These days, limbs made from laminated wood and reinforced with fiberglass are used by practically all manufactures and offer great performance at easily affordable prices. The wood used in the limb can influence its quality, as poor quality or improperly treated wood can be influenced by changes in heat and humidity – leading to twisting or warping.
Newer bows have started to incorporate carbon fiber to reinforce the limbs and make them less susceptible to warping.
Some of the top tier manufacturers have taken this a step further and removed the wood entirely from the limbs. These top performance limbs are predominantly carbon fiber built around a synthetic core such as hard foam or ceramics.
These modern limbs are typically light, strong and resistant to all manner of conditions which can impact the performance of more traditional materials.
They do however come with a higher price tag.
Aside from traditional bowstrings (which can be made from a wide variety of source materials), most bows for sale today will be paired with a bowstring made from Dacron or a High Modulus Polyethelene (HMPE) fiber.
Dacron B-50 is chemically similar to the material that plastic soda bottles are made out of. Its been around for a long time has retained its popularity for its durable nature and low cost. Bowstrings made from Dacron will stretch slightly when being drawn and this uses up some of the potential energy. The result, is that bows with a Dacron string will fire a slightly slower shot than the same bow with a Fast Flight string. The upside however, is that the string does snap back to its original shape when released, and the extra ‘give’ in the string reduces the stress on the limbs & riser.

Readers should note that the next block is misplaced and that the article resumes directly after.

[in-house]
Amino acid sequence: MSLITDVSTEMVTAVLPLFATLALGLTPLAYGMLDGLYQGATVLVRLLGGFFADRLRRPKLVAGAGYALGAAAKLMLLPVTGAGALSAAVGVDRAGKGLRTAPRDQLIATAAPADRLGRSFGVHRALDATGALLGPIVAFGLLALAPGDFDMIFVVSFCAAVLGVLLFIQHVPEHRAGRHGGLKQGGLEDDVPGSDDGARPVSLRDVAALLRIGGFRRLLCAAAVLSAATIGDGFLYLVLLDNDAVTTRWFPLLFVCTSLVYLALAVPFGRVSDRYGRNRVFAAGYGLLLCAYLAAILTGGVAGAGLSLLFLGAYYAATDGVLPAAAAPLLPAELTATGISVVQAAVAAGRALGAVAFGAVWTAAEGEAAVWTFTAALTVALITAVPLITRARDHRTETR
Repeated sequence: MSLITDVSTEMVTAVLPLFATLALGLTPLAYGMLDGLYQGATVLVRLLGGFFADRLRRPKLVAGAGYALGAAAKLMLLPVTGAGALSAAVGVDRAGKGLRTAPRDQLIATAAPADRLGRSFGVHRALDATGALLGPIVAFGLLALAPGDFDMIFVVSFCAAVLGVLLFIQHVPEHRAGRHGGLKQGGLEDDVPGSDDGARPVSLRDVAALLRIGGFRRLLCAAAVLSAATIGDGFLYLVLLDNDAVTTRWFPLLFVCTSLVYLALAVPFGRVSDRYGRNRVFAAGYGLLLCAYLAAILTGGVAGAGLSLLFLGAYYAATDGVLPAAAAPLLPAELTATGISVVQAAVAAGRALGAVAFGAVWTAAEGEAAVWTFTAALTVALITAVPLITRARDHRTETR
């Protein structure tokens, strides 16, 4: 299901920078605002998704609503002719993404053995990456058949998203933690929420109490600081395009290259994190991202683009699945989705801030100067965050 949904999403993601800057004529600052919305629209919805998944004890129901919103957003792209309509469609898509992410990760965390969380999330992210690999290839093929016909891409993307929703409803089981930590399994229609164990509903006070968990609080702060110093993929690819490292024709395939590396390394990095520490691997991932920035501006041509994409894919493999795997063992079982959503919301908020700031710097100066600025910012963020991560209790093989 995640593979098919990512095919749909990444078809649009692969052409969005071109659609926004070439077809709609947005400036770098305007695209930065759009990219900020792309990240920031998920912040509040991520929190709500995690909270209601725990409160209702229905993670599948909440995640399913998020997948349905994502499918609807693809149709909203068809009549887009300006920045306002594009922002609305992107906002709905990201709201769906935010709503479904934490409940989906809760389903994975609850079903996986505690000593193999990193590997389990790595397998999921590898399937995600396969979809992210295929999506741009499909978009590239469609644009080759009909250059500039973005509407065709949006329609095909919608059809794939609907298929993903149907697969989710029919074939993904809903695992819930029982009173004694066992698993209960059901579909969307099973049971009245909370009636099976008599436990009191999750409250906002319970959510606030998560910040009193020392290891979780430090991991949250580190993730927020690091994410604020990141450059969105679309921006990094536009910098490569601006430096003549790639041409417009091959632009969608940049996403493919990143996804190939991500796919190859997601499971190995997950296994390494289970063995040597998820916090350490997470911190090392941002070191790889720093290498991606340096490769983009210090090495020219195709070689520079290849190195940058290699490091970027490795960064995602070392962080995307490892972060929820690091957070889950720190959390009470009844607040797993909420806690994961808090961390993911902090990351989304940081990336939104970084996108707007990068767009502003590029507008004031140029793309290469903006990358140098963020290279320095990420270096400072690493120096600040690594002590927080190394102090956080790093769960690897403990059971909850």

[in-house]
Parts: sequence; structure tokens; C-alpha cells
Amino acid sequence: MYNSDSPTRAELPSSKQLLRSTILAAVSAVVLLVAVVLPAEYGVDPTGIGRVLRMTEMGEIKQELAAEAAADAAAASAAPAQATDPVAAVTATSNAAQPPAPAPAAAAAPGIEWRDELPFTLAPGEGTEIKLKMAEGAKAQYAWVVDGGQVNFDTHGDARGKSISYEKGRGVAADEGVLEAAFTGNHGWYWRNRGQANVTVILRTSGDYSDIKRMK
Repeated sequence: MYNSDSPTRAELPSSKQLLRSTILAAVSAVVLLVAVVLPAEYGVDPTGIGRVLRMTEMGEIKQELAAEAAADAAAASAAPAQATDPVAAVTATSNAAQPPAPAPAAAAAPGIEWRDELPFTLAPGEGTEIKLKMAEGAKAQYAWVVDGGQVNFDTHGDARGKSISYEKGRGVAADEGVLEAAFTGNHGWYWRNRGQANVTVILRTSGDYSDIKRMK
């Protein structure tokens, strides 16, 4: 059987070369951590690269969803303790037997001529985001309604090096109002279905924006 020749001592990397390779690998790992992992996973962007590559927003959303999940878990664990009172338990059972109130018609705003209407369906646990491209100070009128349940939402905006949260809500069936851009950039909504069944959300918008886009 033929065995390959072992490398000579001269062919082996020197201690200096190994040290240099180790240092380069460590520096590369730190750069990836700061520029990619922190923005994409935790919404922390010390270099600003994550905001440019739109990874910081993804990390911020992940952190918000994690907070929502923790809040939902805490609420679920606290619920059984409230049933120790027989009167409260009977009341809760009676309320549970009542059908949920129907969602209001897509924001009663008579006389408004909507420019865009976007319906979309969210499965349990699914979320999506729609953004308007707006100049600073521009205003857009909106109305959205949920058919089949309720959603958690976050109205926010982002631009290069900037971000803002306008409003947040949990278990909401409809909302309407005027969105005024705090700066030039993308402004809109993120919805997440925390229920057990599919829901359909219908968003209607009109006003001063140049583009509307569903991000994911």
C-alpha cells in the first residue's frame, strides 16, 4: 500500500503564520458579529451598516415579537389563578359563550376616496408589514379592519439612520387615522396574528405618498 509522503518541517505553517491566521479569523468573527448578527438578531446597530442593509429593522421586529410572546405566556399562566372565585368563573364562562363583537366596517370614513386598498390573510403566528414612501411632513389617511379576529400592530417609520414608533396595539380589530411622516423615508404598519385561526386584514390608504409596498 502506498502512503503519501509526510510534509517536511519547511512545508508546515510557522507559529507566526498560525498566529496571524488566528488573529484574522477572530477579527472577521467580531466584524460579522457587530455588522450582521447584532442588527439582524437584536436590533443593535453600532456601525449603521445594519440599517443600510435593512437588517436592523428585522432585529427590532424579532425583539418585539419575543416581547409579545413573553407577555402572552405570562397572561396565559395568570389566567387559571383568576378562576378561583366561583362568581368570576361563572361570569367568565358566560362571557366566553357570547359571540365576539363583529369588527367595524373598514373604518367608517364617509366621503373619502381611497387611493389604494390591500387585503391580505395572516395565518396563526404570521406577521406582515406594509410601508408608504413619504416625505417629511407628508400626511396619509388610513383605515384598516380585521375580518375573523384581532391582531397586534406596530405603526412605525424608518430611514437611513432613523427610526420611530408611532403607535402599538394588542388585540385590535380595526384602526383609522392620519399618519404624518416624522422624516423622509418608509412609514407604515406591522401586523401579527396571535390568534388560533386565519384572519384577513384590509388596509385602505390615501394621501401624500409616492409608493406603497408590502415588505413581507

We’d recommend Dacron strings for a wooden bow, or one designed to hold lower weights.
HMPE strings are a newer invention and have largely replaced Kevlar strings which had a higher tendency to snap. Names such as Fast Flight, BCY 452X, Dynaflight, Spectra, and Dyneema all refer to strings made from composite HMPE fibers.
As you may have guessed, these strings are lighter, stronger and faster than the Dacron equivalent, but at the cost of increased stress on the bow frame. These strings have negligible stretch when drawn which helps with performance, but you need to ensure that your recurve bow has suitably reinforced tips (very common these days) if you wish to use Fast Flight or other HMPE strings. On the plus side, their popularity around the world has meant that the cost is very comparable to Dacron strings.
Right Handed or Left Handed Bow
Right Handed – you hold the bow by the riser with your left hand and pull the string with your right hand.
Left Handed – you hold the bow by the riser with your right hand and pull the string with your left hand.
In archery the choice between a right or left handed bow is influenced by eye dominance as well as your hand dominance.
For most people hand and eye dominance is the same (i.e. if you are right handed your right eye is dominant) however it is not uncommon for them to differ, and for those few where this is not the case, it can potentially impede your archery skills.
To determine which of your eyes is dominant, follow these simple steps:
Step 1 – Hold your hands at arm’s length out in front of you. Your palms should be pointing forward with the back of your hands facing you.
Step 2 – Cross over your hands to make a triangle shape between your thumbs and the part below your first finger.
Step 3 – Look at an object in the distance with both eyes through the triangle you have created with your hands. The object will need to be close enough to see clearly but far enough away to cause your eyes to focus (aim for at least 15ft away).